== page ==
Does anyone think that single lap qualifying is a good idea for next year?

We could have single lap for to decide 11-24 (or 26) then the normal top 10 shoot out. I know there are issues with tracks rubbering in etc, but the time lost must be less than coming up against a car that is 6 seconds slower.

It would also save on tyres, which would help the new supplier for 2011.


The smart thing for the teams who are new to the sport would be for them to NOT run in qualifying.

They would save the embarrassment to their drivers the potential expense of damaged equipment and most likely earn plenty of brownie points with the more established teams.

The new teams are not going to be at the pointy end of the grid and as we have seen, not very likely to make it to Q2.

‘A man’s gotta know his limitations’ (Clint Eastwood), and surely the new teams know they are going to get tripped over in the hectic scramble that will be Q3.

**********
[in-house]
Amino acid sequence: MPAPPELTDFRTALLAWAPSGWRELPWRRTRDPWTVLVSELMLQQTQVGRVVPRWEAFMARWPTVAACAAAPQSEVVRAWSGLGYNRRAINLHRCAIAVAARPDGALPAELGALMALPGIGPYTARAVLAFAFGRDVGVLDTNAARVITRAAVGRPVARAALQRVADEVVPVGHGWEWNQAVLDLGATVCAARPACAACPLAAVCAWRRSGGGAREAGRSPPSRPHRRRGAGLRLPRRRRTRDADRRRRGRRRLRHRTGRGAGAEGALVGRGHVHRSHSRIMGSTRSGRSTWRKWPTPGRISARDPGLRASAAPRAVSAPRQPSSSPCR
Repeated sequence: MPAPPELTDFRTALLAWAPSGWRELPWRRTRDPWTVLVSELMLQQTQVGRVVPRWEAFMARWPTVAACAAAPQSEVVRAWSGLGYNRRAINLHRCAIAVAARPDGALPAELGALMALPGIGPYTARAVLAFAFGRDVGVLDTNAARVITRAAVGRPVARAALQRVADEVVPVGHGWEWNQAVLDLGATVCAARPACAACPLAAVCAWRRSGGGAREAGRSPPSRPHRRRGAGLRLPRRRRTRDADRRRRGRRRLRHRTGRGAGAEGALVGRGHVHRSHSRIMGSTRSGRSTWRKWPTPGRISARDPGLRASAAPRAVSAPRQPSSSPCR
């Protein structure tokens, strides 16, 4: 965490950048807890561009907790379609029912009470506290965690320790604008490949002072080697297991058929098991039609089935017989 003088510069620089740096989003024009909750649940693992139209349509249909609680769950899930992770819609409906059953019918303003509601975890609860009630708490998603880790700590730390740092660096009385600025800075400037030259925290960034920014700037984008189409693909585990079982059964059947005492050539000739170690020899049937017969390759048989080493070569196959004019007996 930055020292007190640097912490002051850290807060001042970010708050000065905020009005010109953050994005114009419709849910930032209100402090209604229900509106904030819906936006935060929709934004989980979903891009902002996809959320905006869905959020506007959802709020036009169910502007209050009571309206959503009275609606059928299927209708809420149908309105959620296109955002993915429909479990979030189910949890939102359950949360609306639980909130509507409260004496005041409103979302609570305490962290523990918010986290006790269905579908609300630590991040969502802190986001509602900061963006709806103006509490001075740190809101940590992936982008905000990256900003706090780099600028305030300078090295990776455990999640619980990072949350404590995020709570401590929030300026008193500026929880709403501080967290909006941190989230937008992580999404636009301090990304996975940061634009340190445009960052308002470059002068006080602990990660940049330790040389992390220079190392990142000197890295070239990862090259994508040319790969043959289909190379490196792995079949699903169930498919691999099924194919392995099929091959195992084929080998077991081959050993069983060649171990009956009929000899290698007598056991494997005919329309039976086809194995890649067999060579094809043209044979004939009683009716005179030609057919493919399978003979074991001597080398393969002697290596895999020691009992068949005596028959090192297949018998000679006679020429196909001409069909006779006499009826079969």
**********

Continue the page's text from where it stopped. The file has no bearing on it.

So if I were advising them, I’d tell them to make the most of practice and then march up to the top teams and tell them they are going to NOT post a time in Q3 and for them to remember this gesture in the future.

Martin Collyer

I don’t have extensive knowledge of the rulebook but I think I have heard or read somewhere that if you are eligible to run in a Q session you have got to run (mechanical failures, car stranded on track in previous session etc apart)


Well put in 2 laps in Q3 and get out of the way.

That would make Q3 15min for the rest of the teams. Better to have excitement against the clock than against a barrier or someones rear suspension.

All cars on track with only 140 -150m between them with the speed and talent differential is not good.


You are right Martin, there are plenty of good suggestions here, but none can be implemented now, apart from mine of course 😉

Martin Collyer

I don’t think that would count as having attempted to take part, no timed lap!